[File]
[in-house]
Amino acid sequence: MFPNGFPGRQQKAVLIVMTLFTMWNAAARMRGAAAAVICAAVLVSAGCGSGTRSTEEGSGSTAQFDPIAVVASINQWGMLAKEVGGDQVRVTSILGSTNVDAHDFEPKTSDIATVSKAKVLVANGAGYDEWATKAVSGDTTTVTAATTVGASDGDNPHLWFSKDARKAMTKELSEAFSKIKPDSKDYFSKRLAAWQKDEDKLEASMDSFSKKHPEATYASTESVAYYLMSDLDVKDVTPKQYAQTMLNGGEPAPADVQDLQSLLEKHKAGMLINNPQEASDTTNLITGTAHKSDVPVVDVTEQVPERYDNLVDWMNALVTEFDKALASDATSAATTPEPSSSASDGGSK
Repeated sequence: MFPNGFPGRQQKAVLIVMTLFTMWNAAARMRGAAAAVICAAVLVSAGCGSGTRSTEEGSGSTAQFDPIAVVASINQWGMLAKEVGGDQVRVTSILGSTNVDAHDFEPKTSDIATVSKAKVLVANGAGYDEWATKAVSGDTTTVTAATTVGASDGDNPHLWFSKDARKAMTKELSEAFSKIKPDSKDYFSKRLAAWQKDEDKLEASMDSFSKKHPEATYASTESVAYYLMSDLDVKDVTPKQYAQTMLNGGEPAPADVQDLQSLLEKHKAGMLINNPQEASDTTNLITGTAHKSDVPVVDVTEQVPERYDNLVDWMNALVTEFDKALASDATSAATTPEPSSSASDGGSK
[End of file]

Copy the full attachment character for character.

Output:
[in-house]
Amino acid sequence: MFPNGFPGRQQKAVLIVMTLFTMWNAAARMRGAAAAVICAAVLVSAGCGSGTRSTEEGSGSTAQFDPIAVVASINQWGMLAKEVGGDQVRVTSILGSTNVDAHDFEPKTSDIATVSKAKVLVANGAGYDEWATKAVSGDTTTVTAATTVGASDGDNPHLWFSKDARKAMTKELSEAFSKIKPDSKDYFSKRLAAWQKDEDKLEASMDSFSKKHPEATYASTESVAYYLMSDLDVKDVTPKQYAQTMLNGGEPAPADVQDLQSLLEKHKAGMLINNPQEASDTTNLITGTAHKSDVPVVDVTEQVPERYDNLVDWMNALVTEFDKALASDATSAATTPEPSSSASDGGSK
Repeated sequence: MFPNGFPGRQQKAVLIVMTLFTMWNAAARMRGAAAAVICAAVLVSAGCGSGTRSTEEGSGSTAQFDPIAVVASINQWGMLAKEVGGDQVRVTSILGSTNVDAHDFEPKTSDIATVSKAKVLVANGAGYDEWATKAVSGDTTTVTAATTVGASDGDNPHLWFSKDARKAMTKELSEAFSKIKPDSKDYFSKRLAAWQKDEDKLEASMDSFSKKHPEATYASTESVAYYLMSDLDVKDVTPKQYAQTMLNGGEPAPADVQDLQSLLEKHKAGMLINNPQEASDTTNLITGTAHKSDVPVVDVTEQVPERYDNLVDWMNALVTEFDKALASDATSAATTPEPSSSASDGGSK